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Ancient Village / Settlement / Misc. Earthwork


Wolstonbury: a Henge?

(Many thanks to Miles Russell of Bournemouth University for providing the interim report of his 1995 excavations at Wolstonbury, from which some of this information is taken)

The widely held belief that most, if not all, Sussex downland univallate enclosures are Iron Age or later has been shown to be inaccurate by the discovery of at least four continuously ditched sites of Neolithic construction: Bury Hill, Court Hill 1 and 2 and Halnaker Hill. All sites were thought to be Iron Age, prior to excavation.

The Sussex Downs are often thought to be completely lacking in Late Neolithic/ Early Bronze Age ritual/ communal monuments such as Henges. This was challenged in 1989 with the discovery of an Early Bronze Age, class II (double entrance) henge monument at Mile Oak farm, 6km to the south west of Wolstonbury, during rescue excavations in advance of the A27 Brighton bypass (Rudling and Russell 1990; Russell 1996.)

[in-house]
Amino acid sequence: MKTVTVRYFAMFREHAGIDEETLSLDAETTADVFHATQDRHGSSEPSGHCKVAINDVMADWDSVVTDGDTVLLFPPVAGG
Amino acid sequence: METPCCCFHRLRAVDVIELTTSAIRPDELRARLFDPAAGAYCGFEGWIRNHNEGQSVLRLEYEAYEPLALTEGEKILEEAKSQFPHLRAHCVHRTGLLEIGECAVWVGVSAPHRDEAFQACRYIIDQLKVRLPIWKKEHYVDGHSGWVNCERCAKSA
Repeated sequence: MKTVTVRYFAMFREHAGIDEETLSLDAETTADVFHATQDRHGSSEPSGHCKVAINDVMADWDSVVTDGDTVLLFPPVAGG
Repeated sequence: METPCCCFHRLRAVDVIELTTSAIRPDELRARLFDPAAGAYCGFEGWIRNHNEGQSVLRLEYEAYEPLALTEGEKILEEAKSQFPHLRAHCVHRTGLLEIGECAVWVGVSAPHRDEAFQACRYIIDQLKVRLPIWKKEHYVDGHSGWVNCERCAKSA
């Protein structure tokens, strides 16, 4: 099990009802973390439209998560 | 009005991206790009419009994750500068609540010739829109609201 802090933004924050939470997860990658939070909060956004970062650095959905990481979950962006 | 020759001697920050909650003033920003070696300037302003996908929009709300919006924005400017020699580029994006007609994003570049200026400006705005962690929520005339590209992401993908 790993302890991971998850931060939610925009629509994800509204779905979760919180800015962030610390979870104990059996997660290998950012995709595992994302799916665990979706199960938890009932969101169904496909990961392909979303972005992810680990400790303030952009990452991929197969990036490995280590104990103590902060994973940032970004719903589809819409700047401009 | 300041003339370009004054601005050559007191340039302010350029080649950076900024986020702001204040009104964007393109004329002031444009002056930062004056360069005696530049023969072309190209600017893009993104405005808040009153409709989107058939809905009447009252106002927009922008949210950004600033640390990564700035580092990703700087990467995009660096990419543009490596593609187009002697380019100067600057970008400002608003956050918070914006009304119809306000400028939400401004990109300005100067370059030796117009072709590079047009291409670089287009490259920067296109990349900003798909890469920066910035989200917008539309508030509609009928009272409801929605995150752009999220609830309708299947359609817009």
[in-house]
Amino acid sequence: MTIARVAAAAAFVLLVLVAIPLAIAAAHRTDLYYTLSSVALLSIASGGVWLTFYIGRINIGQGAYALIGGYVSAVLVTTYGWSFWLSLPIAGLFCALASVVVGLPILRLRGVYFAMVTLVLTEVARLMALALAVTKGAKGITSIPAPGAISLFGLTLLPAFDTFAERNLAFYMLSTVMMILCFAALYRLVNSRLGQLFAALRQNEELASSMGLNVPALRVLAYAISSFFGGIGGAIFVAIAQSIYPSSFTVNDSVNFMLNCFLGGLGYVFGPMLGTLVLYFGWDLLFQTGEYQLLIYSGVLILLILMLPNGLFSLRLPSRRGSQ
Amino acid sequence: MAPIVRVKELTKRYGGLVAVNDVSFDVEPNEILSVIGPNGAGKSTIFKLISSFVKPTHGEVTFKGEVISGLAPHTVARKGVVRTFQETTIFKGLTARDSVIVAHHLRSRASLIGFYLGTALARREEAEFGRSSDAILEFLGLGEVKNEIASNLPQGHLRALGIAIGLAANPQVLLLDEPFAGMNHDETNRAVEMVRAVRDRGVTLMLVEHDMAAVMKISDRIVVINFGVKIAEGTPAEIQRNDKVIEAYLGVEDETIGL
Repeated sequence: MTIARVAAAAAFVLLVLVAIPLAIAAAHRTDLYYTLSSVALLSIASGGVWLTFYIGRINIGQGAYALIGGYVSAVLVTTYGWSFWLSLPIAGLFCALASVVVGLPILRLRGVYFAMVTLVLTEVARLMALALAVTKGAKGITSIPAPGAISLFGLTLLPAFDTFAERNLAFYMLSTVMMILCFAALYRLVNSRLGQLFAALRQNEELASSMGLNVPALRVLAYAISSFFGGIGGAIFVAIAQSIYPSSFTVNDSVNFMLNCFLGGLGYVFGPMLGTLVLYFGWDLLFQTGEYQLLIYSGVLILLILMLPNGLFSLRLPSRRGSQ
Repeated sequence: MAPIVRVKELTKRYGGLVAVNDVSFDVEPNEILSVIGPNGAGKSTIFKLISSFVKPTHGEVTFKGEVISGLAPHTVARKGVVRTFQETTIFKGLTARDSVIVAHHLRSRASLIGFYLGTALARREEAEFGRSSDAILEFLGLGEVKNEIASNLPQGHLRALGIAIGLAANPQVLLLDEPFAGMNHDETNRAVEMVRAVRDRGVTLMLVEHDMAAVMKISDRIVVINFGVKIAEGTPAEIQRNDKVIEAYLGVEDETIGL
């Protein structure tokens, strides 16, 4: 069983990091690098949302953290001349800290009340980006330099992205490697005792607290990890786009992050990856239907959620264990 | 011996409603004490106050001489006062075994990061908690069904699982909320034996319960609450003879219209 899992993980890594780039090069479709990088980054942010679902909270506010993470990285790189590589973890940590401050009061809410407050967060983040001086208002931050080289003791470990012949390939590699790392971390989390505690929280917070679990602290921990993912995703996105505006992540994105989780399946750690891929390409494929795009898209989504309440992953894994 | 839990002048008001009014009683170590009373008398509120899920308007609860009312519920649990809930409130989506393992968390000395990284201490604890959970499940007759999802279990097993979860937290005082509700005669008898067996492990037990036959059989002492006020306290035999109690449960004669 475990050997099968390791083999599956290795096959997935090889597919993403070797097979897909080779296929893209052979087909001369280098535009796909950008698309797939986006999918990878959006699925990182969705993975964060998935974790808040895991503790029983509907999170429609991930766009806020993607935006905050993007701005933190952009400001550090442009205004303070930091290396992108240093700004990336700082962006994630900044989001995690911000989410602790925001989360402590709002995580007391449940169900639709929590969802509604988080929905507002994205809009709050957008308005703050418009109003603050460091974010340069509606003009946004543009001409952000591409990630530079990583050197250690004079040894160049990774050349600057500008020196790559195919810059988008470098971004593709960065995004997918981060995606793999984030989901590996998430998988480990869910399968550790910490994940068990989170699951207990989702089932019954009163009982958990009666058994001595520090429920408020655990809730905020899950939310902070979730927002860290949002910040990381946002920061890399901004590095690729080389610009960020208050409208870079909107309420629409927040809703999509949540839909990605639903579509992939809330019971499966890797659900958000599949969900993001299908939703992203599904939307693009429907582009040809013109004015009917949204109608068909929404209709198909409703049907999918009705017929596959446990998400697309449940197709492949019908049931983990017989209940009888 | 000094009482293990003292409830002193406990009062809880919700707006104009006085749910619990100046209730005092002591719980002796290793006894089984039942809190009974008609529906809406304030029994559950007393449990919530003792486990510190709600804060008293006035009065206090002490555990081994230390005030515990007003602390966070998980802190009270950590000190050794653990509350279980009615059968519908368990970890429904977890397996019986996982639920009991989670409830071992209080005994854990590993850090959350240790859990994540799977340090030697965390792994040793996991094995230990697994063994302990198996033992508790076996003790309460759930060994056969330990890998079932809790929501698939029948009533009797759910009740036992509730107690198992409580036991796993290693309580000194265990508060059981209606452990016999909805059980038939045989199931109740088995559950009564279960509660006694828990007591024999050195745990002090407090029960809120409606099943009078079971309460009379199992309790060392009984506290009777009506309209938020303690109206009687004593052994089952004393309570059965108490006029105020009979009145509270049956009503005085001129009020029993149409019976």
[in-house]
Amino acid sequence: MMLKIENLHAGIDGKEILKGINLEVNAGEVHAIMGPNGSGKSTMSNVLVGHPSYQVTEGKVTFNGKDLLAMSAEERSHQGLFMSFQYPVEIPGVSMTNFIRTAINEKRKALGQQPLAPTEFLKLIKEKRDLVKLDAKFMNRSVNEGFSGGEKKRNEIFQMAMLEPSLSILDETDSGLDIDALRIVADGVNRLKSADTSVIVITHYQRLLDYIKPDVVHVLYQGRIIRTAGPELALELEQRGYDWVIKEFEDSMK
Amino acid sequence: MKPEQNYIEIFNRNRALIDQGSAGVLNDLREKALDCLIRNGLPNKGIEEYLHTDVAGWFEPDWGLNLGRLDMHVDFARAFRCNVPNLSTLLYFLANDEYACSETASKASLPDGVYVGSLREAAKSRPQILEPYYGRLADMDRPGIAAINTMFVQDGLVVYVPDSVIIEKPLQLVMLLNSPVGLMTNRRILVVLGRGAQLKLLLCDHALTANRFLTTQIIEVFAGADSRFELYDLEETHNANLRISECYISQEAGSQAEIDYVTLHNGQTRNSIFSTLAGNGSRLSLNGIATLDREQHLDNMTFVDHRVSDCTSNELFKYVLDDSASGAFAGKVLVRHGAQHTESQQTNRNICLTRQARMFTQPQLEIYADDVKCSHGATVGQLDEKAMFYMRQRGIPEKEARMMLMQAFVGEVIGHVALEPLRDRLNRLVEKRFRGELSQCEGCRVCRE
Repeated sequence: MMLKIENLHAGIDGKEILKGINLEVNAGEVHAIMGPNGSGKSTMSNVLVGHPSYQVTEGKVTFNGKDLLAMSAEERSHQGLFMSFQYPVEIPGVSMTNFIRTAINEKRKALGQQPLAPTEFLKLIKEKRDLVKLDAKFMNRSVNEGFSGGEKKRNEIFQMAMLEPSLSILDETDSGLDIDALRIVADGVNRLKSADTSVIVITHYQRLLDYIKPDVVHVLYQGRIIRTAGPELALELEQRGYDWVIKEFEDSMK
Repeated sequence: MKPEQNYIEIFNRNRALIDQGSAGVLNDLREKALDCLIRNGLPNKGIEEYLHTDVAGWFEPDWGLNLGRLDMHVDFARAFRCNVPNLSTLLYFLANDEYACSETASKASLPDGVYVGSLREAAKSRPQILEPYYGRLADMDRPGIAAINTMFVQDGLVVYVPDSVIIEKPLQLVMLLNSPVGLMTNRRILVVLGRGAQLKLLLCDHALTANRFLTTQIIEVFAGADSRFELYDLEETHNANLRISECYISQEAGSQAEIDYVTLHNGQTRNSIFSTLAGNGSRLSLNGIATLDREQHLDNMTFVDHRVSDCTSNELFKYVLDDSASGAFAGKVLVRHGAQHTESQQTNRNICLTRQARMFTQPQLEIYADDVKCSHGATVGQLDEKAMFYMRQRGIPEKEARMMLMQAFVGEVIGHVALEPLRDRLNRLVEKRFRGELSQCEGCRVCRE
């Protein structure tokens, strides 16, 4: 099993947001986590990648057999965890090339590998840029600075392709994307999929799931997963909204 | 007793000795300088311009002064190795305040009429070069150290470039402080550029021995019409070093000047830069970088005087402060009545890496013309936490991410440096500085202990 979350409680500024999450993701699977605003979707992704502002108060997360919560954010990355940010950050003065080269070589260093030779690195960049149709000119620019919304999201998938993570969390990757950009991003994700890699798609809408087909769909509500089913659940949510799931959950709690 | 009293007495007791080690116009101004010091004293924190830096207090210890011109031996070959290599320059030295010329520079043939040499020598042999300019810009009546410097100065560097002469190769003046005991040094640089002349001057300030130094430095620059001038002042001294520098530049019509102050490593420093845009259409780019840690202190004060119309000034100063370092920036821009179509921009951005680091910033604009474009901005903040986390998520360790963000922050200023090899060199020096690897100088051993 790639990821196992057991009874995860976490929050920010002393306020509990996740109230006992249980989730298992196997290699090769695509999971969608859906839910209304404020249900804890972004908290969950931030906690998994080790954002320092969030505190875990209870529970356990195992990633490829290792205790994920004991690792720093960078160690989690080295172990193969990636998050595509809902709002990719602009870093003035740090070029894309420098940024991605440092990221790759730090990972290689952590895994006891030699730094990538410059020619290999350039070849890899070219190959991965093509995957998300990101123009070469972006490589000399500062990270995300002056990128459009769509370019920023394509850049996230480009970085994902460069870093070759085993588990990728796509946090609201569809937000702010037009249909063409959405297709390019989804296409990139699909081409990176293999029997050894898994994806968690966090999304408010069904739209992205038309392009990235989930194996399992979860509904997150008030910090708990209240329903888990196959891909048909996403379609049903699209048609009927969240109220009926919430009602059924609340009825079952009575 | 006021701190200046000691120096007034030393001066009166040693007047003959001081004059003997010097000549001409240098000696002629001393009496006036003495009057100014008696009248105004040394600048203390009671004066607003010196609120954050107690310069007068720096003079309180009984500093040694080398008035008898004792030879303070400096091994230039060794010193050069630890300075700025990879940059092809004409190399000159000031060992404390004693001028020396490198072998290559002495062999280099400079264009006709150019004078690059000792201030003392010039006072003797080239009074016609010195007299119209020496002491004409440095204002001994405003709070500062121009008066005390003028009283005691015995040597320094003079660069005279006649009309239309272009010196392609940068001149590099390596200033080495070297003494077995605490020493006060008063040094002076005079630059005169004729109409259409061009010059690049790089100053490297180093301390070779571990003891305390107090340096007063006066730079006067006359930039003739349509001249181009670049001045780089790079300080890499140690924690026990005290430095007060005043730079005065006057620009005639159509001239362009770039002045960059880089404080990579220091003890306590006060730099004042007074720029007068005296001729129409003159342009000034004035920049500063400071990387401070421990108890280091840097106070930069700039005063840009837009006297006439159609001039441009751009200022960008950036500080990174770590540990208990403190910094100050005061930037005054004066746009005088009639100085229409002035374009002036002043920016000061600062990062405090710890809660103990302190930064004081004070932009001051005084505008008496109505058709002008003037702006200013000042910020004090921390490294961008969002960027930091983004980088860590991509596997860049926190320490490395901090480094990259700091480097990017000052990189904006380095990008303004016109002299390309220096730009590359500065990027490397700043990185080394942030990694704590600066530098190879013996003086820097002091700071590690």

There is also a cluster of found 'exotic' grave goods, metalwork and stone tools of this date in central southern Sussex that would 'appear to emphasise the ritual/ ceremonial importance of the Wolstonbury/ Brighton Zone in the Later Neolithic and Early Bronze Age.'

Two of the things that put me off the Wolstonbury Henge theory are location and size. However, there are Henges on hilltops (Figsbury Rings for example). And although it is big for a henge, it is not as big as 'henge enclosures' like Durrington Walls, Mount Pleasant and Marden.

Wolstonbury has been heavily damaged by 18th-19th Century flint quarrying, with lots of small pits being dug here and there. This has led to much speculation regarding the original entrances, as the north and south sections of the bank have been so affected by quarrying that the entrance could have faced in either of the two directions. Two potential entrances aligned on a North – South East orientation is akin to recorded examples of Class II Henge.

Unfortunately, funding fell through for planned further investigations at Wolstonbury. I believe this monument warrants further research, if it does indeed constitute a 'non-utilitarian' monument on the Sussex Downs.
danielspaniel Posted by danielspaniel
9th May 2005ce
Edited 9th May 2005ce

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